Daniel Kagan has represented the South-of-Denver suburbs in the Colorado legislature since 2009, serving both in the House of Representatives (House District 3, 2009 – 2017) and the Senate (Senate District 26, since 2017). Since taking office, Daniel has advocated for a thriving Colorado economy and has championed improvements in our transportation infrastructure, better public safety, higher quality public schools, and healthy, safe communities.
Daniel brings a successful business background to the job and has done both blue-collar work (loading freight onto trucks as a Teamster, waiting tables, tending bar) and white-collar work (flight instructor, lawyer, businessman).
He has served our military as a civilian contractor, first retraining Vietnam-era pilots onto civilian equipment (the Cessna Citation Jet) under the GI Bill, and later, as a flight familiarization instructor at the U.S. Naval Academy, operating out of Fort Meade, Maryland.
He is a father of three (Ben, 26, an Agricultural Business graduate of CSU, Samantha, 23, a recent Economics graduate from Univ. of Michigan, and Abbie, 19, a student at Michigan State University), all of whom went through the Colorado K-12 public school system. The kids have an extraordinarily good mother in Faye, whom Daniel met in law school in 1984 and married five years later. Daniel and Faye have been married for twenty-eight years.
Daniel is a member of the Senate Judiciary Committee, which deals with legislation affecting the process of litigation, both civil and criminal. Bills passing through the Judiciary Committee have expanded access to the courts for ordinary people, provided counsel to low-income litigants, and the Judiciary Committee frequently considers far-reaching amendments to the criminal and civil law of Colorado. The committee oversees, among other things, the Colorado Courts, Homeland Security, the Colorado State Patrol, and the Department of Corrections, including its Division of Parole, which Daniel reformed, in cooperation with Rep. Bob Gardner (R-Colorado Springs) in 2014.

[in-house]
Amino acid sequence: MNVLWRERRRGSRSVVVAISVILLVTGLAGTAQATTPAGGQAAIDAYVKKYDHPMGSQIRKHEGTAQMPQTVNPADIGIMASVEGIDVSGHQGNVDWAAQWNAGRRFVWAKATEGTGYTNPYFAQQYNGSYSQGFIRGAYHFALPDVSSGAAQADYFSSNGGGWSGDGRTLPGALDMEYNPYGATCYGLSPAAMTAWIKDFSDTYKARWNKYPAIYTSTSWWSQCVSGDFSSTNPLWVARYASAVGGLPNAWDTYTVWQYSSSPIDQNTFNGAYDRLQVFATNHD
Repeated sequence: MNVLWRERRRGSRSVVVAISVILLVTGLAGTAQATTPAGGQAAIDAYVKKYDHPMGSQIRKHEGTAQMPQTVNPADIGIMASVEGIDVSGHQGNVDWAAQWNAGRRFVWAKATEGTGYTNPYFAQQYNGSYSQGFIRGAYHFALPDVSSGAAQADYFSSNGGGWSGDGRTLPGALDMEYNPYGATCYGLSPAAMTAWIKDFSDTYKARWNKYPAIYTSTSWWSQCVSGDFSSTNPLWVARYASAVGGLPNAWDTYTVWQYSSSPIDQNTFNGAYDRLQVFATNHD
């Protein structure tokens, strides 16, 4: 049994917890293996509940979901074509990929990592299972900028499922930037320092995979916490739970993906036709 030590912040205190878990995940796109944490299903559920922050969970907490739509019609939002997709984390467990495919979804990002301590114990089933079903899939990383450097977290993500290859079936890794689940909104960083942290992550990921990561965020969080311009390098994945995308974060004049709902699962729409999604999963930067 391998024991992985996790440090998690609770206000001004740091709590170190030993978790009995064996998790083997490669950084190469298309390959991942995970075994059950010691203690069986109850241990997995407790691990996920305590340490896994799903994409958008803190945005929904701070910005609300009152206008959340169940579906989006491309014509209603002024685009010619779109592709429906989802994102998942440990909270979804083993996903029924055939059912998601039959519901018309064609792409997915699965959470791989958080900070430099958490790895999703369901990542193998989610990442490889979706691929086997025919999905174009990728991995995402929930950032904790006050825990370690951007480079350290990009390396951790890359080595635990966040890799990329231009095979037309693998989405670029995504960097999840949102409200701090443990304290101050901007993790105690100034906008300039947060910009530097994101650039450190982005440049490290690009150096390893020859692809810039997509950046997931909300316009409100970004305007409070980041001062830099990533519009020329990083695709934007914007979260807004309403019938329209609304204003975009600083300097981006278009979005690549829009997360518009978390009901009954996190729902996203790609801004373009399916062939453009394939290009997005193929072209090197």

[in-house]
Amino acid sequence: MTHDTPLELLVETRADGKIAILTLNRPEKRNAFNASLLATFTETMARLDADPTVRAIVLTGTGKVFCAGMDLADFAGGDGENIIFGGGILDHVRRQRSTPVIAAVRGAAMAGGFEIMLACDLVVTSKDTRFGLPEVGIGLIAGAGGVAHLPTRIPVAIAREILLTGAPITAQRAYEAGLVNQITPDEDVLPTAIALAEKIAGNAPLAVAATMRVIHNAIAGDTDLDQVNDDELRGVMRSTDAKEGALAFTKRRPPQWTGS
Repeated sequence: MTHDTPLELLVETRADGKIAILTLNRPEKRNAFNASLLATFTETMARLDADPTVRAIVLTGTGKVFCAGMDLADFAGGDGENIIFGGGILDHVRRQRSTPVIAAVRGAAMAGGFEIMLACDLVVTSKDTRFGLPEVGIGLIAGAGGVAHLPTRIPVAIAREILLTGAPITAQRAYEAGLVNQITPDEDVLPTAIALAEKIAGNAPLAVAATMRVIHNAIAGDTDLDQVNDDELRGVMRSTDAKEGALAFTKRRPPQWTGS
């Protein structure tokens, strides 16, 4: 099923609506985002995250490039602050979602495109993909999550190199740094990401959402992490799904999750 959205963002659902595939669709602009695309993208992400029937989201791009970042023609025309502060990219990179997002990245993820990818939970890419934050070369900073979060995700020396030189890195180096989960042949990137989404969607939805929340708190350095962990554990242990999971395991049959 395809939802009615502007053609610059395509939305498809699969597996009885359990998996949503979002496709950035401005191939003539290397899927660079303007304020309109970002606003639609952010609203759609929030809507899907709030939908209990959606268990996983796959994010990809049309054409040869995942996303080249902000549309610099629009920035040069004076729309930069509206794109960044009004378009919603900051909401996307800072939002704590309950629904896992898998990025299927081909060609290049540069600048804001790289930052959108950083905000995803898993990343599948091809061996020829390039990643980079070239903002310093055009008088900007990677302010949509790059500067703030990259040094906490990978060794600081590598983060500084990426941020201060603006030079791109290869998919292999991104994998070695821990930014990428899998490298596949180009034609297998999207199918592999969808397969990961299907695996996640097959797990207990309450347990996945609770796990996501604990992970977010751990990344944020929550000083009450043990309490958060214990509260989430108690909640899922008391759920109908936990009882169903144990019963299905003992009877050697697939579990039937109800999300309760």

In the House, Daniel served on the Finance Committee, which has oversight responsibility for, among other things, the Department of Revenue and the Treasury. His Finance Committee work is guided by the principles that the budget must be balanced and every spending proposal must be evaluated as carefully as a family evaluates its household spending. He believes we must have a sizable nest egg when the next recession comes around.
Daniel has served on the Interim Economic Opportunity and Poverty Reduction Task Force and continues to serve on the Legislative Legal Affairs Committee, making sure the executive branch does not exceed its powers.
As an attorney, Daniel and his wife Faye managed a law firm specializing in representing plaintiffs who had been injured by negligently designed products. They also represented criminal defendants, defending their rights zealously when clients were being treated by the court system unduly harshly, or unconstructively, especially in drug possession cases. Daniel defended two first-degree murder cases in Washington, D.C. He has donated his time to help preserve freedom of protest for those who could not afford a lawyer.
In 1996, Daniel became the Managing Director of Kagan Textiles Limited (a small, family business), which was, by that point, on the verge of collapse. He held the position for over 12 years and successfully brought derelict textile manufacturing plants back to economic life in what Daniel describes as a “socially responsible” way. The rebirth of the company provided hundreds of jobs, affordable housing, protected the natural environment, preserved historic buildings, and developed retail in a way that was designed to complement and stimulate main street, rather than stifle and cannibalize the trade of established merchants, as has happened in too many places.
Daniel was raised in England, the son of Holocaust survivors who met in a Nazi concentration camp. His parents raised him with a deep appreciation for the freedoms of the West and a determination to do all he could to protect, preserve and even enlarge those freedoms. These principles drove him to be a public servant.
He moved to the United States in 1975 and was proud to become a US citizen in 1984. Daniel went on to earn a Bachelor’s Degree in Economics and Political Science from George Washington University in 1984, a law degree from Yale Law School in 1987, and was admitted to the bar of the District of Columbia Court of Appeals in 1989.
Daniel has been active as a volunteer in The Samaritans, a suicide prevention hotline for youth, and as a Big Brother, mentoring fatherless boys. He wants to continue helping make Colorado a better place to live, work and raise a family.